Bateman Island is an island located on the Columbia River between the cities of Richland and Kennewick, Washington. It is approximately 1 mile (1.6 km) long and 0.5 miles (0.80 km) wide and is part of the city of Richland Washington.
History of Bateman Island
Lewis and Clark mentioned Bateman Island in their journals in 1805. William Clark and two other men made their way toward the mouth of the Yakima River, but due to the time, the farthest they got was Bateman Island.
"…I took two men in a Small Canoe and ascended the Columbia river [10 miles (16 km)] to an Island near the Stard Shore on which two large Mat Lodges of Indians were drying Salmon…there is no timber of any Sort except Small willow bushes in Sight in any direction - from this Island the natives showed me the entrance of a large Westerly fork which they Call Tâpetêtt at about 8 miles distant, the evening being late I determined to return to the forks, at which place I reached at Dark…"
Lewis and Clark never made it past Bateman Island; it was the furthest upstream they traveled on the Columbia.
In 1872 the island was being used for wheat farming and in 1912 it was used for raising cows. From 1941 to 1952 the Batemans used the island to raise turkeys and for farming.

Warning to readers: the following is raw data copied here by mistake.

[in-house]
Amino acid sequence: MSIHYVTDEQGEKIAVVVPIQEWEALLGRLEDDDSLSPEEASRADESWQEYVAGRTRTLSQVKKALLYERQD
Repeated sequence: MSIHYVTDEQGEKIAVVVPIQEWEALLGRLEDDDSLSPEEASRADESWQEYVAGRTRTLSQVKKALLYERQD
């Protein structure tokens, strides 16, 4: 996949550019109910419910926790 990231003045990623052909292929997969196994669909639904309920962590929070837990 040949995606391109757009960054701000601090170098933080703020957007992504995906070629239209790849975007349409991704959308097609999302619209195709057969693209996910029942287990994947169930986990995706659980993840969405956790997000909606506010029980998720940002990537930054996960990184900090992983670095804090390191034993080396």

The island has suffered damage from wildfire, most recently on August 8, 2001. The cause of the fire was determined to be accidental, as opposed to still smoldering leftover debris from just five days prior.
In 2002 thanks to support from Bechtel Hanford and with help from many volunteers, about 27 tons worth of beer cans, and other debris left there over the last 60 years was removed.
Presently, the island is open to the public for numerous activities. It has recovered significantly from the 2001 fire, though there are still signs of it. The island is home to many different species of wildlife, including deer, birds, carp in the wet season, and numerous small animals. Common recreational activities include fishing, bird watching, and hiking. [source: Wikipedia]
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